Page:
ROUNDUP: USTDA considers Cameroon microgrids, KORE Power UL9504A, ENGIE California microgrid

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SimpliPhi Power solution at a rural electrification project in Chile. Image: SimpliPhi Power.

26 March 2021: Rural Cameroon households could benefit from 'Made in America' battery storage solutions

Up to 100,000 rural households in Cameroon could be provided with electricity via 134 separate solar-plus-storage minigrids.

The US Trade and Development Agency (USTDA) has agreed to fund a feasibility study into the project, with three US groups to carry it out: distributed lithium iron phosphate (LFP) battery energy storage provider SimpliPhi Power will author the study in collaboration with the National Renewable Energy Laboratory (NREL) and engineering company Morua Power. 

SimpliPhi is partnering on the project with Cameroonian engineering firm Renewable Energy Innovators Cameroon (REIc), which is a member of IEEE and has already done similar projects in eight villages in the country. The study will include technical, regulatory, financial and legal analyses and design and monitoring of a minigrid pilot project. 

REIc’s managing director Jude Numfor said his group ultimately wants to bring solar panels and innovative battery storage solutions to 760 villages in Cameroon which are off-grid, while USTDA acting director Enoh T. Ebong said the agency’s engagement in the “ambitious project will undoubtedly have a positive impact on the daily lives of hundreds of thousands of Cameroonians”. 

USTDA supports American companies abroad in offering development solutions. This marks its first minigrid project in Cameroon and adds to 20 other minigrid projects the agency is supporting in various countries.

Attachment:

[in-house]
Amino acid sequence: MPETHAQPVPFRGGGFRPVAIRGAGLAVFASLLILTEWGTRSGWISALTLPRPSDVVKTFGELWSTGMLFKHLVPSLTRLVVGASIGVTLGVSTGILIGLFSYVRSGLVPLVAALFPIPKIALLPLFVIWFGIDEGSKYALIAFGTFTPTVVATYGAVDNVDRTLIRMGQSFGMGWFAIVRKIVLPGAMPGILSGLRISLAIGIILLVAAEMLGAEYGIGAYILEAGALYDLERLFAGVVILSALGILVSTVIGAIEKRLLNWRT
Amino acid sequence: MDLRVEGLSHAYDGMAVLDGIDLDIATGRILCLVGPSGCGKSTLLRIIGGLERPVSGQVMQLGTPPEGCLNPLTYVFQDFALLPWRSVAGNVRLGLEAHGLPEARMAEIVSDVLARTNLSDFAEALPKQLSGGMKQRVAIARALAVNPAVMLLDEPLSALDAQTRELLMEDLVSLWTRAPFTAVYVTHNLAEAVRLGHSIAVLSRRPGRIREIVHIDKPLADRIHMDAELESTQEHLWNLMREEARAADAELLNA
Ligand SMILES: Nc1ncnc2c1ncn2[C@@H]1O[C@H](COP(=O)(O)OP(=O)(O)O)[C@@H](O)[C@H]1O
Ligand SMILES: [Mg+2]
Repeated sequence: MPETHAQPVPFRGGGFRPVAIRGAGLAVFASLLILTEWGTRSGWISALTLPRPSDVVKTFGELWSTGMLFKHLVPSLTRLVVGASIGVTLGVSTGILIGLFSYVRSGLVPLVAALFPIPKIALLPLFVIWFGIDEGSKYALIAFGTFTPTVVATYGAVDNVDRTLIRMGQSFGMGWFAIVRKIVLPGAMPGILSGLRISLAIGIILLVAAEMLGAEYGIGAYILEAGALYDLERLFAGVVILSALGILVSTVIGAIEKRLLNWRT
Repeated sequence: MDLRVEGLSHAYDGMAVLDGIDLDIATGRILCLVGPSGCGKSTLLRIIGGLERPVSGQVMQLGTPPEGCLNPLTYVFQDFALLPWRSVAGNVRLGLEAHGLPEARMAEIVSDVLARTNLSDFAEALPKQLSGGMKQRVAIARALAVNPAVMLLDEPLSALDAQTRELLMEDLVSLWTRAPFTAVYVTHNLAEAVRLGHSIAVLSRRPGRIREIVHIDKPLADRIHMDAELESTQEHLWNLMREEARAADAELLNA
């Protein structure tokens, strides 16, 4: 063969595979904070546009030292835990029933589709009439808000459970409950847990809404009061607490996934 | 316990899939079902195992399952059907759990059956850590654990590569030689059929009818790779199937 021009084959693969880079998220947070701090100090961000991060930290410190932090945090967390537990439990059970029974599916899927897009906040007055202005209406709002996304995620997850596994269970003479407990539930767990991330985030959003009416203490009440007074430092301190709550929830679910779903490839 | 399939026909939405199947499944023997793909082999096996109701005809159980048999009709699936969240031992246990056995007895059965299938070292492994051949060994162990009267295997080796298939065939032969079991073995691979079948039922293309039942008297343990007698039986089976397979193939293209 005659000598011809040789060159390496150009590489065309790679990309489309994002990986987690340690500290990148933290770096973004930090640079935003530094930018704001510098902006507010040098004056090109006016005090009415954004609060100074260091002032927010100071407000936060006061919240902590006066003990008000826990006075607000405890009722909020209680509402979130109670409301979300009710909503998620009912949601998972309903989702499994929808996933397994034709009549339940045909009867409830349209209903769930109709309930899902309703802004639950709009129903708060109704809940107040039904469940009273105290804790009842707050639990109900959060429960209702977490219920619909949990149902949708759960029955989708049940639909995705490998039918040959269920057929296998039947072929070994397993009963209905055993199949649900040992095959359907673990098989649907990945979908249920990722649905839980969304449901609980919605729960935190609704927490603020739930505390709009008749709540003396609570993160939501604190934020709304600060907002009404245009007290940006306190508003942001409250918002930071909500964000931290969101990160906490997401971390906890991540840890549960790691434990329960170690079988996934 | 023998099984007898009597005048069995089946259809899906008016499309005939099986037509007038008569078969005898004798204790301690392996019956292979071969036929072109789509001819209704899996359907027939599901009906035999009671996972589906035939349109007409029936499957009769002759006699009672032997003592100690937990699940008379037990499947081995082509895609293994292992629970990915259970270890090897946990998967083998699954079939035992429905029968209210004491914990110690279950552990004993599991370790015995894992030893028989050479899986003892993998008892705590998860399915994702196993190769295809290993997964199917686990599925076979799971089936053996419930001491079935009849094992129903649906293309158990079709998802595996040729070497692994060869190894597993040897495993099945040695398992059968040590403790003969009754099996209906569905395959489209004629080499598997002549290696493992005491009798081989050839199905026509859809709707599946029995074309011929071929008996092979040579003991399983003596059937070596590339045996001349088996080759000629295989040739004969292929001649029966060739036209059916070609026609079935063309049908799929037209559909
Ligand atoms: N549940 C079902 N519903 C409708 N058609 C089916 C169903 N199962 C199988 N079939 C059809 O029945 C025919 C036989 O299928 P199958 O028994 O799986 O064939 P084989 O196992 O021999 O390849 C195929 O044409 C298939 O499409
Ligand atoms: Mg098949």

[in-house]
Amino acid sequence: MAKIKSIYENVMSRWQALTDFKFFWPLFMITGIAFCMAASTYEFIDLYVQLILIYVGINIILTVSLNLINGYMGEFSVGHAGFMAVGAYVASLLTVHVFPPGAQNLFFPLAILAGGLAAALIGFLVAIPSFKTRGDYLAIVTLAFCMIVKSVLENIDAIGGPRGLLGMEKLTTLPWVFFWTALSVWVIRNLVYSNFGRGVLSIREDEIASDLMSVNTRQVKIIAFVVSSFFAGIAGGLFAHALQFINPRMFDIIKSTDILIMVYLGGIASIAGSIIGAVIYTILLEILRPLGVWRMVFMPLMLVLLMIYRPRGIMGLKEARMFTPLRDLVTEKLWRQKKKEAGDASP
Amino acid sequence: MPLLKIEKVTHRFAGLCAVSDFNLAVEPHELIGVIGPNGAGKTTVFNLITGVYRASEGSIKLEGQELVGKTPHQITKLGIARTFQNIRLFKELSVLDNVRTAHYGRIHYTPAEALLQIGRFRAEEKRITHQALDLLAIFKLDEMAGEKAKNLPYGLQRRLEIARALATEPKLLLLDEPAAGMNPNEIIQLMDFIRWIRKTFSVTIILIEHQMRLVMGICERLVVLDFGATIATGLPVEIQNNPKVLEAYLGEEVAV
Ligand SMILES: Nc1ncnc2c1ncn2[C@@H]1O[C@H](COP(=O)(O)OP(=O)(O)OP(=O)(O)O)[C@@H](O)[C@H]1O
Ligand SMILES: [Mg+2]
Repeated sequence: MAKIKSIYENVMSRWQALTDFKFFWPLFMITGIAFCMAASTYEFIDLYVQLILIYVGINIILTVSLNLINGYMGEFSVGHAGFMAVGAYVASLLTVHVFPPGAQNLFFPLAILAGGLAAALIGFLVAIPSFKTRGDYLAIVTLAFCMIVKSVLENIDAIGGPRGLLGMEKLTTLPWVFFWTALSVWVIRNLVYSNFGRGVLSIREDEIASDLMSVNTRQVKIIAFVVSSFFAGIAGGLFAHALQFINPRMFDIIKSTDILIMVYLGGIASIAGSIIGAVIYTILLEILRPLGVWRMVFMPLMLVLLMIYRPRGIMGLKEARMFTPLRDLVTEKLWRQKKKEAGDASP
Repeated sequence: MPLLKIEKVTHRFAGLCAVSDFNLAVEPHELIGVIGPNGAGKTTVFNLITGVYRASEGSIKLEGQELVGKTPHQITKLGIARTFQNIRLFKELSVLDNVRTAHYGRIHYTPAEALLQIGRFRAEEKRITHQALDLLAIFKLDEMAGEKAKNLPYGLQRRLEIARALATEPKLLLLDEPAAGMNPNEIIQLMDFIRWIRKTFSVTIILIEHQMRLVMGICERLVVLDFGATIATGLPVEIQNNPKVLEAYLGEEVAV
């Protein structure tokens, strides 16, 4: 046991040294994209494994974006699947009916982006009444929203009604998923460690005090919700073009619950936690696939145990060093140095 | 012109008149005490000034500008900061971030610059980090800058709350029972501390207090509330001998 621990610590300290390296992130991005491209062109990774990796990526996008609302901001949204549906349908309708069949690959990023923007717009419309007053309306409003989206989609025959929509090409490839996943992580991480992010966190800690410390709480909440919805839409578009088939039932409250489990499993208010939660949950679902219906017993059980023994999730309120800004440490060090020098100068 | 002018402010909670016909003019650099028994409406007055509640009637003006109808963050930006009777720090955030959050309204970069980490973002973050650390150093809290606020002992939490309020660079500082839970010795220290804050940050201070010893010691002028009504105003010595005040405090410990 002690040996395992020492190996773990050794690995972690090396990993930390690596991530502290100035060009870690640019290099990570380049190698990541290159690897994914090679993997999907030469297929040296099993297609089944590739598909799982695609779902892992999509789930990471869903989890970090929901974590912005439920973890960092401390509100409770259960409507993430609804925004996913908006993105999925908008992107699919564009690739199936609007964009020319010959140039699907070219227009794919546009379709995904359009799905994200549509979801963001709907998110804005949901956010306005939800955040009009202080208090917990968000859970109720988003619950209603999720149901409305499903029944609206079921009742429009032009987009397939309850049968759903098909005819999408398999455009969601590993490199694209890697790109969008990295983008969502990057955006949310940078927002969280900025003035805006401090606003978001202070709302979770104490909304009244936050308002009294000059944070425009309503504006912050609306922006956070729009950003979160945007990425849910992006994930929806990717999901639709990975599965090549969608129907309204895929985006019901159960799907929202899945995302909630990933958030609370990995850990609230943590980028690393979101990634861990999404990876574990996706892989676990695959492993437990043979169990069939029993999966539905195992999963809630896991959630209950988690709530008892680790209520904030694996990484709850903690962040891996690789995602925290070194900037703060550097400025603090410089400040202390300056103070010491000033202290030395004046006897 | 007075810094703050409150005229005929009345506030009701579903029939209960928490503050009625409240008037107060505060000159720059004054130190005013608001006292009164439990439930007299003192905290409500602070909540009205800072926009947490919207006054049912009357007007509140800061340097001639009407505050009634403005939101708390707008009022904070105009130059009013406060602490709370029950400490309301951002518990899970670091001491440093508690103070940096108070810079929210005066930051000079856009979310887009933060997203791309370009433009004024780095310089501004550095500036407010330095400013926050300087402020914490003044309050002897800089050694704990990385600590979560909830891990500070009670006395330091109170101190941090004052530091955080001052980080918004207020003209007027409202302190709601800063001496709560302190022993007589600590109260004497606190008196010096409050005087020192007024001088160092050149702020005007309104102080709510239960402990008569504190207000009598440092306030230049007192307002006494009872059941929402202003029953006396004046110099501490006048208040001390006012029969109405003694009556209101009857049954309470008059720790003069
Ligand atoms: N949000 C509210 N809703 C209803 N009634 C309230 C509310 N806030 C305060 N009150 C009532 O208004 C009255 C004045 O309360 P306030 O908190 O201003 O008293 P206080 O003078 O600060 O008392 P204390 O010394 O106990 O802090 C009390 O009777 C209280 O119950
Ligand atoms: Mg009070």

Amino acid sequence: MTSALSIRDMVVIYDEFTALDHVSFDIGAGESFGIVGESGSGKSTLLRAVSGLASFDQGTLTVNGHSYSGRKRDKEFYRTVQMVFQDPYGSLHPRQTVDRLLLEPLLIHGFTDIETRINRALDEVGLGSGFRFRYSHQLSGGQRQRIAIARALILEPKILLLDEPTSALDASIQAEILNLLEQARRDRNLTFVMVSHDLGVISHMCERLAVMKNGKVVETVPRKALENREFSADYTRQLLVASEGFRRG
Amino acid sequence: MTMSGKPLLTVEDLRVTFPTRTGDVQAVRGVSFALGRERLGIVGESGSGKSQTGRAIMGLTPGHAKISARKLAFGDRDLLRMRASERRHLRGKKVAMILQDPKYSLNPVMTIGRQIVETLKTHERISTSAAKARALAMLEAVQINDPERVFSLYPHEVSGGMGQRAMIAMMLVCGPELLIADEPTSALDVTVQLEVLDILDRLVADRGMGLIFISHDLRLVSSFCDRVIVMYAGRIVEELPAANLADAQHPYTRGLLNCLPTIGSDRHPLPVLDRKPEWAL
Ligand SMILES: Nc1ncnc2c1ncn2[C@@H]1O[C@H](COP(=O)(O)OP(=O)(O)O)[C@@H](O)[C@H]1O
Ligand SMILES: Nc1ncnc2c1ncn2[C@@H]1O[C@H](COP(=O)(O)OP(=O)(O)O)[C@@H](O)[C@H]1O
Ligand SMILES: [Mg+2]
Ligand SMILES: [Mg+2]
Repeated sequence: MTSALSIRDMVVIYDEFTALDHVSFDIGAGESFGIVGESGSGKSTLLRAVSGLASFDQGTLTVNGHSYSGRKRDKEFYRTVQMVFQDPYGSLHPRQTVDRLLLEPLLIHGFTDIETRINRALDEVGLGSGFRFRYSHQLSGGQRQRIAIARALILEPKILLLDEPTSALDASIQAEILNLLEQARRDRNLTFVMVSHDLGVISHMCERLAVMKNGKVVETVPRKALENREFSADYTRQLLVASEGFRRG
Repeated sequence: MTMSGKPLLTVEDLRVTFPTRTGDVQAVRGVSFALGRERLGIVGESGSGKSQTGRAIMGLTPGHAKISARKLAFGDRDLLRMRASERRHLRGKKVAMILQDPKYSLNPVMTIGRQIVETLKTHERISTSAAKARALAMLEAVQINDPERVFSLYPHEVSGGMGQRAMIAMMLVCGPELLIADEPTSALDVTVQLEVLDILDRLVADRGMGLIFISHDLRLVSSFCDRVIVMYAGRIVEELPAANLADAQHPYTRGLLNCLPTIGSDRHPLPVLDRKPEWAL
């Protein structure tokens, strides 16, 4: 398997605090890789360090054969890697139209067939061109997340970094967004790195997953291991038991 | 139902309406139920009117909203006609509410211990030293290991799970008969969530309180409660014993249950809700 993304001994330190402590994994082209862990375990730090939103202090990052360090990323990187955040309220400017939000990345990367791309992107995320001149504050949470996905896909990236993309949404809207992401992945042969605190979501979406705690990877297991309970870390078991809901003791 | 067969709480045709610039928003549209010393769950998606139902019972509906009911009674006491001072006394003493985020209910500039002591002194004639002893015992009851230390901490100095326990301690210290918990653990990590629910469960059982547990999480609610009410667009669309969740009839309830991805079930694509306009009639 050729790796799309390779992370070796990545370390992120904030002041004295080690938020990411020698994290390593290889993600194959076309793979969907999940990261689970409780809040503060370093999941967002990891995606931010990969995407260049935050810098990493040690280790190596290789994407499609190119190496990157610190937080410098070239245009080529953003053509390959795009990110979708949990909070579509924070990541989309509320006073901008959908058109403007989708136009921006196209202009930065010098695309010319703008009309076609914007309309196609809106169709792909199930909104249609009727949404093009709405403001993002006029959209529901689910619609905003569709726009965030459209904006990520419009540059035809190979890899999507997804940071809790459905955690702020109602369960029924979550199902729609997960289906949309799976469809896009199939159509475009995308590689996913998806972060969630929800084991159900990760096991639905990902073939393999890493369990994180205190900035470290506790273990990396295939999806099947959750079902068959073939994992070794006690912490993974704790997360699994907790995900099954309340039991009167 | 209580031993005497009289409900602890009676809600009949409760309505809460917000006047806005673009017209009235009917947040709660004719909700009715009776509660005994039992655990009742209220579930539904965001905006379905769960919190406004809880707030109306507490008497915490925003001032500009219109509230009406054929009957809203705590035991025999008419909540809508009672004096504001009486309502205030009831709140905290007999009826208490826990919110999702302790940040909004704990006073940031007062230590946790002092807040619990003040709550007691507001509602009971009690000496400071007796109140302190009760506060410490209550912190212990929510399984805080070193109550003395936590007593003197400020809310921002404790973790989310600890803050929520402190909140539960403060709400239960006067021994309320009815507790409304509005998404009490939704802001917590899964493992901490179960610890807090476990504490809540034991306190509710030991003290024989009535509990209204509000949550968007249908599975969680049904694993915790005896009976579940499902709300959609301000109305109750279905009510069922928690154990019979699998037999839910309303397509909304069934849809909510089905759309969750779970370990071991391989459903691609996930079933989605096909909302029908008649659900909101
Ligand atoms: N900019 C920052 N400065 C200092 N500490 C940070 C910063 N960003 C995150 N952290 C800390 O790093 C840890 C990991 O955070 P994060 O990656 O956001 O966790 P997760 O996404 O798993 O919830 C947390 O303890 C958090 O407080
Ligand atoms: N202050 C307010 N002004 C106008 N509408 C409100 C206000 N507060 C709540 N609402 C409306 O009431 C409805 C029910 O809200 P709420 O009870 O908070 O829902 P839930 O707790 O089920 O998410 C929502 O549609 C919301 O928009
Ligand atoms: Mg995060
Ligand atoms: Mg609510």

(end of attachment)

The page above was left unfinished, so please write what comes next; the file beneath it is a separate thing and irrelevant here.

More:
25 March 2021: KORE Power completes UL9540A thermal runaway propagation testing

KORE Power’s Mark 1 Solution battery energy storage module and unit has completed UL9540A testing.

The US start-up, which wants to establish large-scale vertically-integrated manufacturing of lithium-ion battery energy storage in its home country, said this week that the module and unit level testing was completed without propagation of thermal runaway which can cause fires in battery storage systems when a cell fails. 

The company already has 2GWh of annual production capacity via its factory in China and readied its Mark 1 systems for shipping this year. KORE Power said multiple safety features in the Mark 1 solution enable its technology to prevent propagation through the UL9540A test method. The company said that this means installation level testing is not required for deploying the Mark 1 solution. 

UL recently launched a freely-accessible database on its site where companies that have completed the testing can list their products and display test results

25 March 2021: ENGIE to retrofit battery storage at California microgrid 

ENGIE EPS, the battery storage and microgrid project subsidiary of European utility major ENGIE, will retrofit extra energy storage capacity to the company’s first California microgrid project. 

The company said the microgrid in Anza, California, completed late last year, has a 4.9MWp solar PV system and that generates around 8.9GWh of solar annually. The system has been delivered to an unnamed commercial and industrial (C&I) customer and bringing the system’s energy storage capacity up to 9.6MWh will help enhance the microgrid’s stability, lower the user’s electricity costs through peak shaving and maximise the integration of solar. 

The system also intends to offer seamless transition to battery power in the event of power outages from the grid, while also providing local spinning reserve to the microgrid. The project is expected to be commissioned by November this year.

ENGIE EPS was formerly French microgrid specialist Electro Power Systems and was acquired in 2018 by ENGIE. Last year the company said that its profitability had been badly affected by operating expenses and extraordinary costs incurred due to COVID-19, which more than offset an increase in revenues it had enjoyed in the first half of 2020. It did however win a few hundred megawatt-hours of contracts for work in various territories including Hawaii, Guam and New England

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